Alcohol-related liver disease (ALD) remains the most important cause of death due to alcohol. Infections, particularly bacterial infections, are one of the most frequent and severe complications of advanced ALDs, such as alcoholic cirrhosis and severe alcoholic hepatitis (sAH). The specific mechanisms responsible for this altered host defence are yet to be deciphered. The aim of the present study is to review the current knowledge of infectious complications in ALD and its pathophysiological mechanisms, distinguishing the role of alcohol consumption and the contribution of different forms of ALD. To date, corticosteroids are the only treatment with proven efficacy in sAH, but their impact on the occurrence of infections remains controversial. The combination of an altered host defence and corticosteroid treatment in sAH has been suggested as a cause of opportunistic fungal and viral infections. A high level of suspicion with systematic screening and prompt, adequate treatment are warranted to improve outcomes in these patients. Prophylactic or preemptive strategies in this high-risk population might be a preferable option, because of the high short-term mortality rate despite adequate therapies. However, these strategies should be assessed in well-designed trials before clinical implementation.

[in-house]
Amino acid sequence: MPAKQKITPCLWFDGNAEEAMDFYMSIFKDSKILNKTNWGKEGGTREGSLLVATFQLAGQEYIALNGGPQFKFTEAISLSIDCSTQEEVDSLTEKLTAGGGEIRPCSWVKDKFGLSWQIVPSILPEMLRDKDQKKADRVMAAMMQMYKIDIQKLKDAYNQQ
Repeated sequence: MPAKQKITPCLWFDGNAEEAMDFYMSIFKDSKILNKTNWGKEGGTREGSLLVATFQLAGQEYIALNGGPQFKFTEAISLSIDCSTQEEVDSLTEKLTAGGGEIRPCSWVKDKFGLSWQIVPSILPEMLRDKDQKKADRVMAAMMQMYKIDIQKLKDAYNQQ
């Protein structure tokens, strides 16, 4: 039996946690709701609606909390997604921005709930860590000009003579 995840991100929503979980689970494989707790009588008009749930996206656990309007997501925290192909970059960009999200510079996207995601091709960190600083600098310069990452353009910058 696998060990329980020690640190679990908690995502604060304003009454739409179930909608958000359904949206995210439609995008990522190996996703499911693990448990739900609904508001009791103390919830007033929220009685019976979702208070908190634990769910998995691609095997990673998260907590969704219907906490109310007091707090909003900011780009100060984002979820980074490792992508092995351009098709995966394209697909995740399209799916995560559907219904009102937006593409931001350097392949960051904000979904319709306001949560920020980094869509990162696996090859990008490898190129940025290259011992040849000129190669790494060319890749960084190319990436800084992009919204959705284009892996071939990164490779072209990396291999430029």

Keywords: Alcoholic cirrhosis; Bacteria and fungus; Corticosteroids; Immune dysfunction; Infection; Severe alcoholic hepatitis.
Copyright © 2017 European Association for the Study of the Liver. Published by Elsevier B.V. All rights reserved.